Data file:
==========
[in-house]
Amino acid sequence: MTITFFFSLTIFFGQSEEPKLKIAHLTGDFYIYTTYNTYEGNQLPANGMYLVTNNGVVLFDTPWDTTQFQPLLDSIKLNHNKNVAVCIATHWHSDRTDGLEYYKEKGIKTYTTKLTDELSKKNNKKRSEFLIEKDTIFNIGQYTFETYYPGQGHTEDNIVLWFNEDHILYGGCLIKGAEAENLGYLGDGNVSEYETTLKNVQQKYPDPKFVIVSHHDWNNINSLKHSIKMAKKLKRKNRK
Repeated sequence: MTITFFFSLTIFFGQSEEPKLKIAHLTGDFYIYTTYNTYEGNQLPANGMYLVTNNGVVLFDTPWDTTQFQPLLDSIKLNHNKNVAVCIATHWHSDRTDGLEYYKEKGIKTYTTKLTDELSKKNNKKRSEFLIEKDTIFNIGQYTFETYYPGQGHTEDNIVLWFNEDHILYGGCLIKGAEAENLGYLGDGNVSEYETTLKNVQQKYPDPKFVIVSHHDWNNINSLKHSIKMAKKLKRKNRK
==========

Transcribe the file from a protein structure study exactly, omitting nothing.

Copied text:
[in-house]
Amino acid sequence: MTITFFFSLTIFFGQSEEPKLKIAHLTGDFYIYTTYNTYEGNQLPANGMYLVTNNGVVLFDTPWDTTQFQPLLDSIKLNHNKNVAVCIATHWHSDRTDGLEYYKEKGIKTYTTKLTDELSKKNNKKRSEFLIEKDTIFNIGQYTFETYYPGQGHTEDNIVLWFNEDHILYGGCLIKGAEAENLGYLGDGNVSEYETTLKNVQQKYPDPKFVIVSHHDWNNINSLKHSIKMAKKLKRKNRK
Repeated sequence: MTITFFFSLTIFFGQSEEPKLKIAHLTGDFYIYTTYNTYEGNQLPANGMYLVTNNGVVLFDTPWDTTQFQPLLDSIKLNHNKNVAVCIATHWHSDRTDGLEYYKEKGIKTYTTKLTDELSKKNNKKRSEFLIEKDTIFNIGQYTFETYYPGQGHTEDNIVLWFNEDHILYGGCLIKGAEAENLGYLGDGNVSEYETTLKNVQQKYPDPKFVIVSHHDWNNINSLKHSIKMAKKLKRKNRK